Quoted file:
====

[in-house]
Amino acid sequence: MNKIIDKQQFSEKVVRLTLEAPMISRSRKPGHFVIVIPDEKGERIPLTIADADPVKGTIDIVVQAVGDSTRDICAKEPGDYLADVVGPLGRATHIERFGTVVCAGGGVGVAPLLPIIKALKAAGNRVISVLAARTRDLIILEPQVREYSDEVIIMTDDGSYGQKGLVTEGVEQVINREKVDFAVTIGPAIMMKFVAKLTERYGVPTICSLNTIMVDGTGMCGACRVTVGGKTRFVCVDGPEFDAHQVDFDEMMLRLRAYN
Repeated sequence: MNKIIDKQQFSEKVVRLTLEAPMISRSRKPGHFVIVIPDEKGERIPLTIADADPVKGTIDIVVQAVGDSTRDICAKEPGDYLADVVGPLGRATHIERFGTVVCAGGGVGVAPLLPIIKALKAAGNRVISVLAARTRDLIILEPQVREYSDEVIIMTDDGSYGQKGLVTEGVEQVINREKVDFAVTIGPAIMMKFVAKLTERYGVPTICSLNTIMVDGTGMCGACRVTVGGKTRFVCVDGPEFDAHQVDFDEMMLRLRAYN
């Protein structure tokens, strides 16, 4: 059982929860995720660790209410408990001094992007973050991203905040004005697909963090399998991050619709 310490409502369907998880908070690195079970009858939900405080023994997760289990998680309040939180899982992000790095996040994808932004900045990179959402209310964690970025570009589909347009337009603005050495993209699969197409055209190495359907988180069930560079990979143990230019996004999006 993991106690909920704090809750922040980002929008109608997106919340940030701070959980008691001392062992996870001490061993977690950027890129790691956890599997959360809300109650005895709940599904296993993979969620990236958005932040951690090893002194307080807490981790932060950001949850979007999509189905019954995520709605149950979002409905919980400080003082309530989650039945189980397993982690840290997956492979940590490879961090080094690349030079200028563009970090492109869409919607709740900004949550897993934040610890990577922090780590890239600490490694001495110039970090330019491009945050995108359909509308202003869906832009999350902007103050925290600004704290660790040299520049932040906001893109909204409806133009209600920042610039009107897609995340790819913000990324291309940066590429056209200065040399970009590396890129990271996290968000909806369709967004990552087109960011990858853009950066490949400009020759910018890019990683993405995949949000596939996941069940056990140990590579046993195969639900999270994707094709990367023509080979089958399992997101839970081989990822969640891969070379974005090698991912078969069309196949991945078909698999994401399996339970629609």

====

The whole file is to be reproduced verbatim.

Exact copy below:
[in-house]
Amino acid sequence: MNKIIDKQQFSEKVVRLTLEAPMISRSRKPGHFVIVIPDEKGERIPLTIADADPVKGTIDIVVQAVGDSTRDICAKEPGDYLADVVGPLGRATHIERFGTVVCAGGGVGVAPLLPIIKALKAAGNRVISVLAARTRDLIILEPQVREYSDEVIIMTDDGSYGQKGLVTEGVEQVINREKVDFAVTIGPAIMMKFVAKLTERYGVPTICSLNTIMVDGTGMCGACRVTVGGKTRFVCVDGPEFDAHQVDFDEMMLRLRAYN
Repeated sequence: MNKIIDKQQFSEKVVRLTLEAPMISRSRKPGHFVIVIPDEKGERIPLTIADADPVKGTIDIVVQAVGDSTRDICAKEPGDYLADVVGPLGRATHIERFGTVVCAGGGVGVAPLLPIIKALKAAGNRVISVLAARTRDLIILEPQVREYSDEVIIMTDDGSYGQKGLVTEGVEQVINREKVDFAVTIGPAIMMKFVAKLTERYGVPTICSLNTIMVDGTGMCGACRVTVGGKTRFVCVDGPEFDAHQVDFDEMMLRLRAYN
């Protein structure tokens, strides 16, 4: 059982929860995720660790209410408990001094992007973050991203905040004005697909963090399998991050619709 310490409502369907998880908070690195079970009858939900405080023994997760289990998680309040939180899982992000790095996040994808932004900045990179959402209310964690970025570009589909347009337009603005050495993209699969197409055209190495359907988180069930560079990979143990230019996004999006 993991106690909920704090809750922040980002929008109608997106919340940030701070959980008691001392062992996870001490061993977690950027890129790691956890599997959360809300109650005895709940599904296993993979969620990236958005932040951690090893002194307080807490981790932060950001949850979007999509189905019954995520709605149950979002409905919980400080003082309530989650039945189980397993982690840290997956492979940590490879961090080094690349030079200028563009970090492109869409919607709740900004949550897993934040610890990577922090780590890239600490490694001495110039970090330019491009945050995108359909509308202003869906832009999350902007103050925290600004704290660790040299520049932040906001893109909204409806133009209600920042610039009107897609995340790819913000990324291309940066590429056209200065040399970009590396890129990271996290968000909806369709967004990552087109960011990858853009950066490949400009020759910018890019990683993405995949949000596939996941069940056990140990590579046993195969639900999270994707094709990367023509080979089958399992997101839970081989990822969640891969070379974005090698991912078969069309196949991945078909698999994401399996339970629609």